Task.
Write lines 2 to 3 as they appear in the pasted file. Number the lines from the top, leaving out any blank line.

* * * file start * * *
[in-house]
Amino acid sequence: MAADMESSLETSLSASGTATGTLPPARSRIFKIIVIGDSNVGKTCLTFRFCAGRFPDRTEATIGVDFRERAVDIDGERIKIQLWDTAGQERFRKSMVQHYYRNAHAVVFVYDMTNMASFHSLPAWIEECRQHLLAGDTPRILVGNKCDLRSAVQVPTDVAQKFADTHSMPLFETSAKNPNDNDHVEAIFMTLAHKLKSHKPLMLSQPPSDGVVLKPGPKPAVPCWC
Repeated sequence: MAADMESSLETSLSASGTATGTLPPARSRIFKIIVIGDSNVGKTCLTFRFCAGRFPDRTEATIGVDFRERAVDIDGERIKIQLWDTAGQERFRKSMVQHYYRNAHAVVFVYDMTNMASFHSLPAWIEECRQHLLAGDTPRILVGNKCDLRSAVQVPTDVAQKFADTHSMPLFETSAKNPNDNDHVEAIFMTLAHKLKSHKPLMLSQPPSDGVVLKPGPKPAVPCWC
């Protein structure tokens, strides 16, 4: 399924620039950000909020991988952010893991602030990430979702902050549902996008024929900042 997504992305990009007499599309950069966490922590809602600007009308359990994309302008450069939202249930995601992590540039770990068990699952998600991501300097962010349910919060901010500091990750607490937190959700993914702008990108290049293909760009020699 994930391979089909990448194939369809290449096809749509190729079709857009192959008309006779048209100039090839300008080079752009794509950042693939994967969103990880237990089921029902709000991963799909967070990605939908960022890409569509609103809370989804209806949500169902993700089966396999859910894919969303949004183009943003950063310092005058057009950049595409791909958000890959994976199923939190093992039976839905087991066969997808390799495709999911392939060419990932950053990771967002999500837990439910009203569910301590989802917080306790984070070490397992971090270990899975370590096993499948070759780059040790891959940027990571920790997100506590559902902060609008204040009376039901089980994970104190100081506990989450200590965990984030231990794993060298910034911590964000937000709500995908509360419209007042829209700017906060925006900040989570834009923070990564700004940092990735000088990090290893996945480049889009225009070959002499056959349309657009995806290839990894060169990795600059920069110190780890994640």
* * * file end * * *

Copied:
Amino acid sequence: MAADMESSLETSLSASGTATGTLPPARSRIFKIIVIGDSNVGKTCLTFRFCAGRFPDRTEATIGVDFRERAVDIDGERIKIQLWDTAGQERFRKSMVQHYYRNAHAVVFVYDMTNMASFHSLPAWIEECRQHLLAGDTPRILVGNKCDLRSAVQVPTDVAQKFADTHSMPLFETSAKNPNDNDHVEAIFMTLAHKLKSHKPLMLSQPPSDGVVLKPGPKPAVPCWC
Repeated sequence: MAADMESSLETSLSASGTATGTLPPARSRIFKIIVIGDSNVGKTCLTFRFCAGRFPDRTEATIGVDFRERAVDIDGERIKIQLWDTAGQERFRKSMVQHYYRNAHAVVFVYDMTNMASFHSLPAWIEECRQHLLAGDTPRILVGNKCDLRSAVQVPTDVAQKFADTHSMPLFETSAKNPNDNDHVEAIFMTLAHKLKSHKPLMLSQPPSDGVVLKPGPKPAVPCWC